NL: What are some of the future goals? Besides more traffic on our website, we are looking at reaching out to make our association more diverse to reflect our larger community. We are continually looking at improving and adding activities to the park. We are actively perusing solutions to safety issues regarding traffic and speeding, lighting on pathways, and so on, as well as more engagement from all residents. NL: Thanks Jeff for sharing your experience. This has been one of the many stories that are part of the Pocket Community Association. I want to thank all those who contributed and thank all the other people who have shared their experience and whose story has yet to be told.

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CALL FOR PROPOSALS DAWES CROSSING

EAST END ARTS – CALENDAR OF EVENTS AND ARTIST OPPORTUNITIES

East End Arts is accepting submissions from the community for event ideas to take place at Dawes Crossing, the curiosity-piquing site at the intersection of East Toronto’s Dawes Road and Victoria Park Avenue which features a unique art installation by artist Noel Harding. To onlookers passing through as passengers, cyclists, or pedestrians, the head-turning wooden barn-inspired structure is adorned with eye-catching solar panels and a wind spire. These elements generate power to the site, which includes electrical outlets and free public WiFi access to

East End Arts offers a calendar of events listing local arts and community activities, and a page listing current and upcoming opportunities and calls for artists. An e-newsletter is sent out to subscribers monthly, offering highlights of the current East End Arts activities and timely opportunities.

LOCAL EVENT 2015 SPRING BEACH STUDIO TOUR May 1, 2 & 3

25 artists in 14 locations. You are invited to the homes and studios of local artists and artisans throughout the Toronto Beach for the 21st Annual Spring Beach Studio Tour

the immediate vicinity. It also generates revenue by feeding power back into the grid. The funds will go back into the community through activation of the Dawes Crossing site as an outdoor event space throughout the year. People are encouraged to suggest events that embrace community, culture, creativity and eco-based event ideas that reflect the nature of the site and engage neighbourhood residents. The deadline for submissions is April 20.

MOVIE NIGHT TO CELEBRATE NATIONAL CANADIAN FILM DAY April 29, 7-10pm at Sarah’s Café & Bar

April 29 is National Canadian Film Day. East End Arts conducted an online poll to decide which movie to screen and the people chose “Thirty-Two Short Films About Glenn Gould”. The free event will take place at Sarah’s Cafe and Bar at 1426 Danforth Avenue.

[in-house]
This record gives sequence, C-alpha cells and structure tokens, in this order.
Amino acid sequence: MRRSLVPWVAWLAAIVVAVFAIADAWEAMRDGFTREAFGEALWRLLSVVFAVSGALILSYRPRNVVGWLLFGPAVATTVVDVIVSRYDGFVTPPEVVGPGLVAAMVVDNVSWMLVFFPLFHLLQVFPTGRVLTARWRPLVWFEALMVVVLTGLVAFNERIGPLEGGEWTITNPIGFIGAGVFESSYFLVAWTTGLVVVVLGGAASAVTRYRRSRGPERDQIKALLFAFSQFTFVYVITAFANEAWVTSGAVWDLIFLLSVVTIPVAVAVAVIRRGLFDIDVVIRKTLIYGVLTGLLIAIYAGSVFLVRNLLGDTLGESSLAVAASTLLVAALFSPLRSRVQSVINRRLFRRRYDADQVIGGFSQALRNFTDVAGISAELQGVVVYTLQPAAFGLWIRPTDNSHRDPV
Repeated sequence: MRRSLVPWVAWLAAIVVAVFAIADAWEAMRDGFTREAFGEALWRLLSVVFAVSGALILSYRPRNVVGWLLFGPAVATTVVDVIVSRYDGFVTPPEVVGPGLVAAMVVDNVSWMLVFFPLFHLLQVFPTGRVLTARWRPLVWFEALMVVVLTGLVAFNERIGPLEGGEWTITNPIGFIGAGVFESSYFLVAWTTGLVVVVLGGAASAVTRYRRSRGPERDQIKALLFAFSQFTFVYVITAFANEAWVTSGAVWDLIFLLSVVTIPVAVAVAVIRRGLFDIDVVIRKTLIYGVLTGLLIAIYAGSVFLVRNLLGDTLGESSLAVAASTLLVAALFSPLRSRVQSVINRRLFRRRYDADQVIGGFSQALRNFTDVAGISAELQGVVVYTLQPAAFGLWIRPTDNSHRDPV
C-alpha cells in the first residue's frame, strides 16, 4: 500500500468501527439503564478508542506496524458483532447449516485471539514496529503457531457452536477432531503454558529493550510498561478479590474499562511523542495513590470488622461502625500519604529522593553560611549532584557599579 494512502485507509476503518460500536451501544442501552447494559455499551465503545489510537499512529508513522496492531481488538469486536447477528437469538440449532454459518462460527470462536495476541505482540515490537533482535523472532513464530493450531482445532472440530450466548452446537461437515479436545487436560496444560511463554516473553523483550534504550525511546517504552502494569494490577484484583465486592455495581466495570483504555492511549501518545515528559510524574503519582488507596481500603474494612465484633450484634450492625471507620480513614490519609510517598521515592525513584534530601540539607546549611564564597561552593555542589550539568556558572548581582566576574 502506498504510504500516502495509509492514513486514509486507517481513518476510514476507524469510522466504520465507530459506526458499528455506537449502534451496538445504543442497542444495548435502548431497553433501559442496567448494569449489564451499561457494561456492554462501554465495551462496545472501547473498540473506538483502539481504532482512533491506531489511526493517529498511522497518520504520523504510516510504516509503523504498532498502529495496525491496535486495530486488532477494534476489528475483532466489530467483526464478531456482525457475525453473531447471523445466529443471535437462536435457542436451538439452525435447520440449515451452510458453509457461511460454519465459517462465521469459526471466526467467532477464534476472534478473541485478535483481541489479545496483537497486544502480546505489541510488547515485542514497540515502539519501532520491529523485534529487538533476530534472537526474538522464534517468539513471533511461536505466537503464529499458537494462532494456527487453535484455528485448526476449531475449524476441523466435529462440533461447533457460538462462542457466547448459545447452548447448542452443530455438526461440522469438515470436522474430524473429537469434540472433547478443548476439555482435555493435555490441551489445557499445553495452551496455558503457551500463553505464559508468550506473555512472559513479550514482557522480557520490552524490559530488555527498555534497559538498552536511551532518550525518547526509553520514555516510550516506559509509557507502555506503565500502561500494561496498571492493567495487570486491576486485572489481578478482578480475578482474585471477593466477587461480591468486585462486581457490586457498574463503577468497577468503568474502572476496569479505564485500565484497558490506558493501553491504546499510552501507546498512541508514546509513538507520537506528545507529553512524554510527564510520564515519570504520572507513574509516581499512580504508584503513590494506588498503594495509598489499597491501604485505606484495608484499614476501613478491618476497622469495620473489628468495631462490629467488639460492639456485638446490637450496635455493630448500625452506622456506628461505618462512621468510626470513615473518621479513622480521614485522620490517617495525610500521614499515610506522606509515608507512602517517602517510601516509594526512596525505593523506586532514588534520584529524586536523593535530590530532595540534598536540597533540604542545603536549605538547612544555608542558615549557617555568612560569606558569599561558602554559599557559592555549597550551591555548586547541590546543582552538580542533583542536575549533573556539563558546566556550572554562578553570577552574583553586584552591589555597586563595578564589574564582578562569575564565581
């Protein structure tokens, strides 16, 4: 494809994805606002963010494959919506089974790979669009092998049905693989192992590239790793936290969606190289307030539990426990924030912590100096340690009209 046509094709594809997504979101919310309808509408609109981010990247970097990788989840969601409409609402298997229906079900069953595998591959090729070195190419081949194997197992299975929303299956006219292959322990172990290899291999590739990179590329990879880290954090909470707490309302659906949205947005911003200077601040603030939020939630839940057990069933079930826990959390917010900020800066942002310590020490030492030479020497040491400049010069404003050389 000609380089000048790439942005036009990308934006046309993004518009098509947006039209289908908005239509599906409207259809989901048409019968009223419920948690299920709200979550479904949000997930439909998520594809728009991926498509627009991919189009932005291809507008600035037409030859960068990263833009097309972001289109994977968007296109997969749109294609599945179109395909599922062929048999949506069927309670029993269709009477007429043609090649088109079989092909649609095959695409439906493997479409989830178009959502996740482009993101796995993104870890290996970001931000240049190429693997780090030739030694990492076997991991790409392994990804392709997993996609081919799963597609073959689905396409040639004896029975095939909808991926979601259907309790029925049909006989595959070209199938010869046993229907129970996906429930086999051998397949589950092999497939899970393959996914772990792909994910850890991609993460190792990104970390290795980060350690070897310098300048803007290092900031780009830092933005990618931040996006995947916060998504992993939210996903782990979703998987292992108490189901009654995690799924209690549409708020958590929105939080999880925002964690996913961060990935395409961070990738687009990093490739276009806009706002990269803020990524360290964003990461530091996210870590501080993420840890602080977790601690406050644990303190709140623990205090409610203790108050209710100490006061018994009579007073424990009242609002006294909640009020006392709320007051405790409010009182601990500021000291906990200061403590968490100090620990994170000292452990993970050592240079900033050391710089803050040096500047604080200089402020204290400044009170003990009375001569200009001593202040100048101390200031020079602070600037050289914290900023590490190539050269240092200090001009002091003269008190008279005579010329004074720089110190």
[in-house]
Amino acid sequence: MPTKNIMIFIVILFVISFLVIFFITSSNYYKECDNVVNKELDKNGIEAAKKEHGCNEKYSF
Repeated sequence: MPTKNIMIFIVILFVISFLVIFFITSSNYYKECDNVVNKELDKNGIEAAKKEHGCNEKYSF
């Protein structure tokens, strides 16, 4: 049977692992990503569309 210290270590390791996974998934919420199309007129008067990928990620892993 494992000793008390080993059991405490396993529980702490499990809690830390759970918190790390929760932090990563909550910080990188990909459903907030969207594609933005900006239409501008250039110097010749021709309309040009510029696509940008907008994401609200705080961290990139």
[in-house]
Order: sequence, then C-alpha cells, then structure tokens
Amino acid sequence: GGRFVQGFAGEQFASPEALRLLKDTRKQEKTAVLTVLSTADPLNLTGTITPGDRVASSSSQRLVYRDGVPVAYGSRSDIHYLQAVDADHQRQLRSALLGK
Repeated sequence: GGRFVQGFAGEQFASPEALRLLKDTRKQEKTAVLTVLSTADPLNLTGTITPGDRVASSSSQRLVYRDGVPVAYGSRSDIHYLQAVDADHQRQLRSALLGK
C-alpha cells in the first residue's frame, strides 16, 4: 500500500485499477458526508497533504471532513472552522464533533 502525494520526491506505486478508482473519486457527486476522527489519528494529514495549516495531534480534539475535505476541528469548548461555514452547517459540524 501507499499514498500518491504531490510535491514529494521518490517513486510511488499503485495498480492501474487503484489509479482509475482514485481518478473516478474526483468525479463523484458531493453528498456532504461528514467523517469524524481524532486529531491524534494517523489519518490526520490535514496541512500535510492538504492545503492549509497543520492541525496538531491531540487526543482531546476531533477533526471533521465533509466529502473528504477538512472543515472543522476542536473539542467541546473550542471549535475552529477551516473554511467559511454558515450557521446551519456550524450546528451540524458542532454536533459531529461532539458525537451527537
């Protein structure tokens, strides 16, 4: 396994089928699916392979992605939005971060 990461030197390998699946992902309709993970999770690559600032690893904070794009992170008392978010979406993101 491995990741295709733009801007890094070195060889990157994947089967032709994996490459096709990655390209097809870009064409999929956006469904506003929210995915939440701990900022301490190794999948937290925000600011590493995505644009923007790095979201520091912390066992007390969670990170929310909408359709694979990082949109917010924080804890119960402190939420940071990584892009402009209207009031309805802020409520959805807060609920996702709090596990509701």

EAST END ARTS tanya@eastendarts.ca www.eastendarts.ca

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PICTURE CREDITS 1 (Winter Stations MMM) East End Arts conducted a Winter Stations walk and storytelling workshop on March 19th. Pictured is Toronto City Councillor Mary Margaret McMahon at the “Sling Swing”. 2 (BEATS) Group photo from the B.E.A.T.S. workshop on January 18th at Beach Sound Studio. The East End Arts event was part of the East End Connects events and networking series.

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3 (Spaces, Places, Faces) Panel discussion exploring the intersection of art and design on January 28 at Mad Hus Café on Kingston Road. 4 (East End Music Project fundraiser) A fundraiser on February 21 at the Jam Factory for the East End Music Project.

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EAST END ARTS East End Arts (EEA) is a Local Arts Service Organization (LASO) mandated to serve the east end of Toronto, specifically city wards 29, 30, 31 and 32. Its mission is to create and promote diverse, accessible arts activities through initiatives that strengthen and unite communities in East Toronto.


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CONTACT Cindy Rozeboom, Managing Director: info@eastendarts.ca Tanya Oleksuik, Communications Coordinator: tanya@eastendarts.ca www.eastendarts.ca

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LucSculpture School and Studios OWNER, GUIDE AND ARTIST LUC BIHAN A 3-floor building (4 x 1000 sqf), offering LucSculpture Gallery: a new show every month For the Kids: Summer, Winter and March Break art camps, after school programs, official field trip destination for the School Board (English, Immersion and French), birthday party, After School, Family clay, …